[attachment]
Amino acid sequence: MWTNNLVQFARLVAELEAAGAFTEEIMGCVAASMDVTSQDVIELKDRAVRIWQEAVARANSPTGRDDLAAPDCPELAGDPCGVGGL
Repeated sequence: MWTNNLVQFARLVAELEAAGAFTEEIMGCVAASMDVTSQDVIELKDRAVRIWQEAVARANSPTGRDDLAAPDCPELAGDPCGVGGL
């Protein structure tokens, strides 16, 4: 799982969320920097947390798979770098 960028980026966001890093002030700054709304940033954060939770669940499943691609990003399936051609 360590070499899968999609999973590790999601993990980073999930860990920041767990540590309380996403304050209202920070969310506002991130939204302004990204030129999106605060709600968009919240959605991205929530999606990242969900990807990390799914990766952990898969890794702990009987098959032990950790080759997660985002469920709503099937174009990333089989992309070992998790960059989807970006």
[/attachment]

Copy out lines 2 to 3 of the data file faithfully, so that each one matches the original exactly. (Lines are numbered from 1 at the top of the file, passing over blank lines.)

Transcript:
Repeated sequence: MWTNNLVQFARLVAELEAAGAFTEEIMGCVAASMDVTSQDVIELKDRAVRIWQEAVARANSPTGRDDLAAPDCPELAGDPCGVGGL
């Protein structure tokens, strides 16, 4: 799982969320920097947390798979770098 960028980026966001890093002030700054709304940033954060939770669940499943691609990003399936051609 360590070499899968999609999973590790999601993990980073999930860990920041767990540590309380996403304050209202920070969310506002991130939204302004990204030129999106605060709600968009919240959605991205929530999606990242969900990807990390799914990766952990898969890794702990009987098959032990950790080759997660985002469920709503099937174009990333089989992309070992998790960059989807970006």